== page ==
- WHAT HAPPENS WHEN YOU BUY A USED CAR AND IT DOESN’T PASS INSPECTION?
- WHAT IS NEW JERSEY USED CAR INSPECTION LAW?
- DOES A NEW JERSEY USED CAR DEALER HAVE ANY OBLIGATION TO SELL USED CARS THAT MEET INSPECTION STANDARDS?
- NEW JERSEY USED CAR DEALER’S OBLIGATION BEFORE SELLING A CAR
- CAN A CUSTOMER WAIVE THE NEW JERSEY USED CAR DEALER’S OBLIGATION TO SELL USED CARS THAT MEET INSPECTION STANDARDS?
- WHAT HAPPENS IF A USED CAR FAILS INSPECTION AND I DID NOT SIGN A WAIVER OF THE DEALER’S GUARANTEE THAT MY USED CAR WILL PASS INSPECTION?
- WHAT OTHER TYPES OF REMEDIES ARE AVAILABLE IF I AM A VICTIM OF USED CAR SALE FRAUD?
This page discusses New Jersey used car inspection frequently asked questions.
NEW JERSEY USED CAR INSPECTION FREQUENTLY ASKED QUESTION #1
WHAT HAPPENS WHEN YOU BUY A USED CAR AND IT DOESN’T PASS INSPECTION?
Did you buy a used car from a New Jersey used car dealer and it failed a car inspection? Many used car buyers buy a used car and then try to get it inspected only to learn that the car failed inspection. Repairs to a used car to get it in shape to pass a car Inspection may cost thousands of dollars and time lost while the used car is undergoing repairs. You can’t legally drive a used car that fails a car inspection on the State’s roads for very long!
NEW JERSEY USED CAR INSPECTION FREQUENTLY ASKED QUESTION #2
WHAT IS NEW JERSEY USED CAR INSPECTION LAW?
Many cars are sold in New Jersey that can’t pass New Jersey Motor Vehicle Commission inspection requirements. If a vehicle can’t pass inspection, it isn’t likely that the owner of the vehicle will be able to drive the vehicle on the State’s roads. To protect consumers from this problem, the New Jersey Legislature passed the New Jersey Used Car Inspection Law. The law provides protections to certain used car buyers.
NEW JERSEY USED CAR INSPECTION FREQUENTLY ASKED QUESTION #3
DOES A NEW JERSEY USED CAR DEALER HAVE ANY OBLIGATION TO SELL USED CARS THAT MEET INSPECTION STANDARDS?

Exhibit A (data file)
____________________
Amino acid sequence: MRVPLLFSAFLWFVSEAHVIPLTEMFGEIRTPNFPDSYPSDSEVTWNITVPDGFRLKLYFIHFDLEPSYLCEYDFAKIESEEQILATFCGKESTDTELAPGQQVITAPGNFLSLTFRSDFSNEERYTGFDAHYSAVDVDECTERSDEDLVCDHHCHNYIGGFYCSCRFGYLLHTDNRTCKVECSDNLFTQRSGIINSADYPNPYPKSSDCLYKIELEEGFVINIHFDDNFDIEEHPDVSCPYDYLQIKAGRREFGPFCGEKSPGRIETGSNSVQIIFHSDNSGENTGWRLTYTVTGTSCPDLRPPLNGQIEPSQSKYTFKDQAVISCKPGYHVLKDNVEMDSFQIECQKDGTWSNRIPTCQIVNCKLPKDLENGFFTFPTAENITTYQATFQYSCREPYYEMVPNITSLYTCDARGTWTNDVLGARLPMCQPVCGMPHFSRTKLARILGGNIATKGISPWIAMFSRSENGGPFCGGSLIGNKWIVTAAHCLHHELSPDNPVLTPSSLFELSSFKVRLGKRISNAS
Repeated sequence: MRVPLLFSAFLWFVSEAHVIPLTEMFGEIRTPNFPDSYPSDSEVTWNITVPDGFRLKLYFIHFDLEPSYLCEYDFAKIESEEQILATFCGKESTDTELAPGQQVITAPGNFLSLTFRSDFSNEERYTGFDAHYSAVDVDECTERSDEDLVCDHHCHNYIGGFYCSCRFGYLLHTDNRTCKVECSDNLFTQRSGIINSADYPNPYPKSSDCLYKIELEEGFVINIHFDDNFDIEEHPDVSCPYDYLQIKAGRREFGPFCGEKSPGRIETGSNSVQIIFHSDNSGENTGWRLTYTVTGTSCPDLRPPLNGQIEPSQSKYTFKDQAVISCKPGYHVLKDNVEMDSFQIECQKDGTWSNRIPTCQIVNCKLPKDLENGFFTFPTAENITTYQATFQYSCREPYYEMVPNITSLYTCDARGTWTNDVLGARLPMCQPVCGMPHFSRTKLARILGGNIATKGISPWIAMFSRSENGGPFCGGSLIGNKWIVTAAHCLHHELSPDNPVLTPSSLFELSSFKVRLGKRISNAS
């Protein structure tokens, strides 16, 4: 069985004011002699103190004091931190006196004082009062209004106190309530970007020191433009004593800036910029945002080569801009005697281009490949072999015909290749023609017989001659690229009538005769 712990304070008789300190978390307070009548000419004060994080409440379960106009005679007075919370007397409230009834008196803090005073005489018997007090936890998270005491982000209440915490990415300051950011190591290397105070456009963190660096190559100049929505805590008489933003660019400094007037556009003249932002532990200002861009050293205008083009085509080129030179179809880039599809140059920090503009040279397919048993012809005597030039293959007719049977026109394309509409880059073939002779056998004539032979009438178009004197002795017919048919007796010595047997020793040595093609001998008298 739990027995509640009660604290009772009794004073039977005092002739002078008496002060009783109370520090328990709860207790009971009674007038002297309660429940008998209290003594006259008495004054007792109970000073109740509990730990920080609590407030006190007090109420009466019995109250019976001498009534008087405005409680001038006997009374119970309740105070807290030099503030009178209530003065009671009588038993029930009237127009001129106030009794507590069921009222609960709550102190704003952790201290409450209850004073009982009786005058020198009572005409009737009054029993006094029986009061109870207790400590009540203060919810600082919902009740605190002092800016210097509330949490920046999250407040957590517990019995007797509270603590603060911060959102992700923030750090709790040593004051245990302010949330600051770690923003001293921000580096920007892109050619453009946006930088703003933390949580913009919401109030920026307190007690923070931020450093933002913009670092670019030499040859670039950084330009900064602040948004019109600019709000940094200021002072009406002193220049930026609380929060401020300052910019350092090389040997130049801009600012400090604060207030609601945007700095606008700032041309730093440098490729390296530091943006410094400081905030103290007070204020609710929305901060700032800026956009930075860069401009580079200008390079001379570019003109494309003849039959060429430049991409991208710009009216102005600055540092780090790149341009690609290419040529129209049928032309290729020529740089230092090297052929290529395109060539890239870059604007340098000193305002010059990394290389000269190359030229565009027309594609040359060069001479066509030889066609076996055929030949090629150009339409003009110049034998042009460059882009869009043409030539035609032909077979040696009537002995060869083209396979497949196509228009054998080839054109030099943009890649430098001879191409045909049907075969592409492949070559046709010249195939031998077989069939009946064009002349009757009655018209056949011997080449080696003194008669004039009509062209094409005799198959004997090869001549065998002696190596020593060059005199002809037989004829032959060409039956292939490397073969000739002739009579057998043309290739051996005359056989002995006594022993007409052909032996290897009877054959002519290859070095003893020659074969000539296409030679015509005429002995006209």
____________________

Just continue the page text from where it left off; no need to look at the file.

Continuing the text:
Unless otherwise provided in the New Jersey Used Car Inspection Law, no New Jersey used car dealer shall sell at retail any used passenger used car to be registered in State, unless the used car meets the standards for the issuance of a certificate of approval as provided in the State’s Motor Vehicle Statutes.
NEW JERSEY USED CAR INSPECTION FREQUENTLY ASKED QUESTION #4
NEW JERSEY USED CAR DEALER’S OBLIGATION BEFORE SELLING A CAR
Prior to entering into any agreement for the retail sale of a used car, the New Jersey used car dealer shall inquire as to whether the used car to be purchased is intended for registration in this in the condition sold and, if so, such fact shall be specified in the written agreement between the New Jersey used car dealer and the used car buyer and the dealer, prior to execution of the used car sale agreement, shall inform the used car buyer of the dealer's responsibilities under the New Jersey Used Car Inspection Law.
NEW JERSEY USED CAR INSPECTION FREQUENTLY ASKED QUESTION #5
CAN A CUSTOMER WAIVE THE NEW JERSEY USED CAR DEALER’S OBLIGATION TO SELL USED CARS THAT MEET INSPECTION STANDARDS?
Any used car retail sale agreement may contain a provision whereby the used car buyer waives the New Jersey used car dealer's obligation under section 2 of the Used Car Inspection Law; provided, however, any such waiver must be separately stated in the used car agreement of retail sale and separately signed by the used car buyer. The signing of such a waiver by the used car buyer shall also serve to eliminate any criminal responsibility placed upon THE dealer by the Used Car Inspection Law.
NEW JERSEY USED CAR INSPECTION FREQUENTLY ASKED QUESTION #6
WHAT HAPPENS IF A USED CAR FAILS INSPECTION AND I DID NOT SIGN A WAIVER OF THE DEALER’S GUARANTEE THAT MY USED CAR WILL PASS INSPECTION?